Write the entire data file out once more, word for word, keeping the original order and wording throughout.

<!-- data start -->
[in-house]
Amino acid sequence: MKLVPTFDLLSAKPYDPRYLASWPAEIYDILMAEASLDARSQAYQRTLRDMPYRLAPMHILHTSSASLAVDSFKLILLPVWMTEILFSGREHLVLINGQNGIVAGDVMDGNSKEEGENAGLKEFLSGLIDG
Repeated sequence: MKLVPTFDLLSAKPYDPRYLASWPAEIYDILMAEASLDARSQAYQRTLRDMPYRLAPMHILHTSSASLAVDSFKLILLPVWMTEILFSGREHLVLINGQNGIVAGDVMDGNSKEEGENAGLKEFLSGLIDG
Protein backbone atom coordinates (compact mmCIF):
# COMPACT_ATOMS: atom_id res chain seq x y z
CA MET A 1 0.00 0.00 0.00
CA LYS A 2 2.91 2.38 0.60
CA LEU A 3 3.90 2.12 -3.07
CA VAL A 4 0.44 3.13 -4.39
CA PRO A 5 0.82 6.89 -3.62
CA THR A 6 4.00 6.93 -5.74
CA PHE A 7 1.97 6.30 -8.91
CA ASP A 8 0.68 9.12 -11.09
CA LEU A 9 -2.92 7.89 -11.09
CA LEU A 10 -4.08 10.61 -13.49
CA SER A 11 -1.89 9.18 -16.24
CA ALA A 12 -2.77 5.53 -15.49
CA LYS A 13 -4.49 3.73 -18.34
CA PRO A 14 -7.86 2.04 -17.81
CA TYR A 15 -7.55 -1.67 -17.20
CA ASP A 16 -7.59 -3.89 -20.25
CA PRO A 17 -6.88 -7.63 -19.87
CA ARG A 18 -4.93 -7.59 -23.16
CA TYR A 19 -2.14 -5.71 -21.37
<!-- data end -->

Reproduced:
[in-house]
Amino acid sequence: MKLVPTFDLLSAKPYDPRYLASWPAEIYDILMAEASLDARSQAYQRTLRDMPYRLAPMHILHTSSASLAVDSFKLILLPVWMTEILFSGREHLVLINGQNGIVAGDVMDGNSKEEGENAGLKEFLSGLIDG
Repeated sequence: MKLVPTFDLLSAKPYDPRYLASWPAEIYDILMAEASLDARSQAYQRTLRDMPYRLAPMHILHTSSASLAVDSFKLILLPVWMTEILFSGREHLVLINGQNGIVAGDVMDGNSKEEGENAGLKEFLSGLIDG
Protein backbone atom coordinates (compact mmCIF):
# COMPACT_ATOMS: atom_id res chain seq x y z
CA MET A 1 0.00 0.00 0.00
CA LYS A 2 2.91 2.38 0.60
CA LEU A 3 3.90 2.12 -3.07
CA VAL A 4 0.44 3.13 -4.39
CA PRO A 5 0.82 6.89 -3.62
CA THR A 6 4.00 6.93 -5.74
CA PHE A 7 1.97 6.30 -8.91
CA ASP A 8 0.68 9.12 -11.09
CA LEU A 9 -2.92 7.89 -11.09
CA LEU A 10 -4.08 10.61 -13.49
CA SER A 11 -1.89 9.18 -16.24
CA ALA A 12 -2.77 5.53 -15.49
CA LYS A 13 -4.49 3.73 -18.34
CA PRO A 14 -7.86 2.04 -17.81
CA TYR A 15 -7.55 -1.67 -17.20
CA ASP A 16 -7.59 -3.89 -20.25
CA PRO A 17 -6.88 -7.63 -19.87
CA ARG A 18 -4.93 -7.59 -23.16
CA TYR A 19 -2.14 -5.71 -21.37